Dessert

The 2012 Ice Pop Project: Milk and Cookies

This is going to sound totally crazy, but I never tried the classic milk and cookies combo until just a few weeks ago. As an overly mature kid, I dipped rich tea biscuits in my coffee. But never cookies in milk. Man, I have been missing out!

I was explaining this to the boyfriend and ex-roomie as we were eating my last batch of ice pops on the balcony one night. Then it came to me. Milk. Cookies. Ice pops. It was happening.

I’m a total psycho and baked my own batch of cookies from scratch to make these, but feel free to get store-bought chocolate chip cookies, or experiment with other cookies. (Milk and Oreo ice pops?!) But here it is. A super simple ice pop for my fellow cookie addicts.

Milk and Cookies Ice Pops
Makes 4 servings
About 200 calories

2 cups milk
1/4 cup sugar
4-8 chocolate chip cookies depending on size, roughly torn into large chunks

Warm the milk in a small pot over a low flame. Add the sugar and stir until dissolved. Remove from heat and let cool for a few minutes.

Drop a few pieces of cookie chunks into your ice pop molds and fill them up half way with sweetened milk. Add a few more cookie chunks into each mold and fill the molds to the top with milk.

Chill in freezer for at least 4 hours.

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Health and Nutrition

How Nutritious Are Your Leafy Greens?

I’m not into salads like 70% of the year. Cooked veggies are awesome. And if you know me well enough you know I DESPISE iceberg lettuce. But when those hot, hot, hot summer days roll around I am all about the salads. If I happen to be in the mood for solid food that is, as opposed to ice pops and Jamba Juice. But no iceberg lettuce salads, of course. Hell to the no.

I’ve always assumed there wasn’t too much going on nutrition-wise in salad greens, except for my beloved spinach, which is my go-to one. My boyfriend recently sent me a Lifehacker post about leafy greens with this cool chart. Who knew romaine had it going on? This makes me feel better about what I used to think was a weak excuse for vegetable servings!

What are your favorite salad greens? Iceberg lettuce–yay or nay?

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Dessert

The 2012 Ice Pop Project: Coconut Milk and Roasted Strawberries

My friends said this photo looks like it’s from the Dexter opening credits. Aside from the serial killer vibes, I’m happy to hear that ’cause it is hard thinking of new ways to photograph an ice pop!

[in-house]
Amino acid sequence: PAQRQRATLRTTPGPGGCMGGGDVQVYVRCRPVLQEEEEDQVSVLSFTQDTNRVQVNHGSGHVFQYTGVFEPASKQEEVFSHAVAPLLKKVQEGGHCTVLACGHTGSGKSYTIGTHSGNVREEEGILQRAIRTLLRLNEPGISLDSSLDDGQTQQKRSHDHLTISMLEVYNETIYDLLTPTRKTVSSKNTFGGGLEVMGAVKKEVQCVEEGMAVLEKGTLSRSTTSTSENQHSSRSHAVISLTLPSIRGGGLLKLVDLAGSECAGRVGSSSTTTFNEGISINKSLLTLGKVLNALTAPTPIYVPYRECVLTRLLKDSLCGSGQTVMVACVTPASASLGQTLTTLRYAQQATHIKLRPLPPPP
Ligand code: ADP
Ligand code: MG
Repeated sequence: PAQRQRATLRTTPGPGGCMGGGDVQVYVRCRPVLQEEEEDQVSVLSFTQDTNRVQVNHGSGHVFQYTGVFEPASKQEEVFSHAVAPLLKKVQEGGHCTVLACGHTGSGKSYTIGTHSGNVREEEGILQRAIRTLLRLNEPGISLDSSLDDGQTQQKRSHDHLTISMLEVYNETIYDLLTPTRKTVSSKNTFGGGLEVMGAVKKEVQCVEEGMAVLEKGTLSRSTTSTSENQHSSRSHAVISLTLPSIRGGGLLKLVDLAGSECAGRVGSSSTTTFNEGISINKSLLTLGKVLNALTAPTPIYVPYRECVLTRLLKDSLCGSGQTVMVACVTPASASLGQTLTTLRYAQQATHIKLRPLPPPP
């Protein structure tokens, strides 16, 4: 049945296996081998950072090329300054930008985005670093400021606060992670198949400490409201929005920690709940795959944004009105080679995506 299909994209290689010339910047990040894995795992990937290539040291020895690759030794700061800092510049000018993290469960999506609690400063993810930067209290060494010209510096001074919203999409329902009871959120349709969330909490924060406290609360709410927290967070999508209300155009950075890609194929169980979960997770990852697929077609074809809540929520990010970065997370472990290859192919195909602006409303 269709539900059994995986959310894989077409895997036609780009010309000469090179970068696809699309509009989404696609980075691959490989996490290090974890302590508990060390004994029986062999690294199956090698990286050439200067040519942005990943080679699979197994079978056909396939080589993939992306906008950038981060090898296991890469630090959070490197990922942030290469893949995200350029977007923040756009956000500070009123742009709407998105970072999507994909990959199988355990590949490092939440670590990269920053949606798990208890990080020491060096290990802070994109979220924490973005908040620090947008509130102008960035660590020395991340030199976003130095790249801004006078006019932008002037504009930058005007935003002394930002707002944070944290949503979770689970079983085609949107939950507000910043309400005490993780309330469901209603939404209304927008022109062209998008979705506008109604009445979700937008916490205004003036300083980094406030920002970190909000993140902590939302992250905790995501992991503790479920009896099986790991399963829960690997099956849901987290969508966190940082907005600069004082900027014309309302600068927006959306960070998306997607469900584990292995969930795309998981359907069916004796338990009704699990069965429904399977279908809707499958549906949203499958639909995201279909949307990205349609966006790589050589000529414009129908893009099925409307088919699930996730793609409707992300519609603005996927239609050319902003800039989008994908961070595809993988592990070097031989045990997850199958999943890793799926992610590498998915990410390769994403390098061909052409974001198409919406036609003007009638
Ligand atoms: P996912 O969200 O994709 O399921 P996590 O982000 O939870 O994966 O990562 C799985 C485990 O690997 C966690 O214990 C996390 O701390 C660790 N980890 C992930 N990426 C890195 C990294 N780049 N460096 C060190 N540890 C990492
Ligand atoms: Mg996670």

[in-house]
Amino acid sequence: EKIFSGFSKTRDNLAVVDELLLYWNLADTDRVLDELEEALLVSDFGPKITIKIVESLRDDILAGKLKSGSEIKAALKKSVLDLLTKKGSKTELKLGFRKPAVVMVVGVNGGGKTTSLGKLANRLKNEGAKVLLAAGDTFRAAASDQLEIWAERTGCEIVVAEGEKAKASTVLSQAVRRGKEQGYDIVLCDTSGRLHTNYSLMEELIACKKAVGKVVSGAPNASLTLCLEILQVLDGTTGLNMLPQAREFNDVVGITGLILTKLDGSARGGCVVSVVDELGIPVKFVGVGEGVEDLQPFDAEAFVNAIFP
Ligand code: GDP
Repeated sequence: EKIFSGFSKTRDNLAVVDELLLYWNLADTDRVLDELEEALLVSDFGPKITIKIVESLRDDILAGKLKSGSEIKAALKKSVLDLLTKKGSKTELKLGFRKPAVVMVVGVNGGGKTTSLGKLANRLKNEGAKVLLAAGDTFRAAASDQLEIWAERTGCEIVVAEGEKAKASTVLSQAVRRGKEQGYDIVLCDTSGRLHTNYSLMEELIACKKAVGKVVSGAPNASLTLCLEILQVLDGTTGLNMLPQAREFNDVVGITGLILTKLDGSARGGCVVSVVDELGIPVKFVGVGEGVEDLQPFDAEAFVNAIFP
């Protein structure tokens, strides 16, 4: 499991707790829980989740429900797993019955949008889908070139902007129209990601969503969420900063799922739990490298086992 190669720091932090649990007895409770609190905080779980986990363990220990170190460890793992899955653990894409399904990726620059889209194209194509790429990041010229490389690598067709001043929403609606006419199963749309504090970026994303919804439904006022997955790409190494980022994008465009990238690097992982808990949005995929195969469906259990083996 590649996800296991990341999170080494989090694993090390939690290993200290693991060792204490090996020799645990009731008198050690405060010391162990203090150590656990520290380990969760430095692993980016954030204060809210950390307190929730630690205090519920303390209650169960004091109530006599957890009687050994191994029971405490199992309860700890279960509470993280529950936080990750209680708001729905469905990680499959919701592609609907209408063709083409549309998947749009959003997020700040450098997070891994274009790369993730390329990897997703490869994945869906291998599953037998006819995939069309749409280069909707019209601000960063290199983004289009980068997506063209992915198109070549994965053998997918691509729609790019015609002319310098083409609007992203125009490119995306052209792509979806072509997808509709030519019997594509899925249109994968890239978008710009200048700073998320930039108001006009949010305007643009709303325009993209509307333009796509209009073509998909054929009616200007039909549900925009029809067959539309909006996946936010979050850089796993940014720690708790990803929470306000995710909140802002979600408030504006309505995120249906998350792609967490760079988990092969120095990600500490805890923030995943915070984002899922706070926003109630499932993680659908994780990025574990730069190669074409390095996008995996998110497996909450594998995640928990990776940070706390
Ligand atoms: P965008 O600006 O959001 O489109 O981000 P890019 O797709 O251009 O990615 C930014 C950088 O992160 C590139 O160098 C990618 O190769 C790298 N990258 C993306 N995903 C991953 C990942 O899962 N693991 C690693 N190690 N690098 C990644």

Anyway, ice pop #2 is from The Year in Food’s Roasted Strawberry Coconut Milk recipe. It would have been interesting to see how it would taste with cardamom. I didn’t have any, but it tasted delicious and exotic nonetheless. The coconut milk part wasn’t overly sweet, but every couple of bites you’d get that candy-like roasted strawberry. Yum.

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Growing Food

My Apartment Garden: Eating My First Home Grown Zucchini

Time for yet another update! We’re in mid-July now and I’m still not seeing any tomatoes. The plant is looking healthy and big (see above), but no sign of the fruit. A friend’s dad just told me he’s had no luck with the Topsy Turvy. Getting worried.

The upside is that my zucchini is doing well. Look at how big this guy is, high up in the sky!

I didn’t get to eat my very first zucchini. I left it to grow big and somehow it rotted on the plant and was floppy…ew. So out of fear, I followed my gardening book’s suggestion of picking them when they’re the size of your fingers. I did so, but didn’t really know what to do with these baby zucchinis so I just had them raw. Not bad, but not great.

I finally did get two decent size zucchinis that did not rot. I kept it simple and turned them into soup with garlic, onions and chicken stock. It tasted especially good knowing that I grew them all by myself, yay. Also, I just found out you can eat the flowers on the plant. I’ve heard of squash blossoms but didn’t put two and two together. Won’t be throwing them away next time!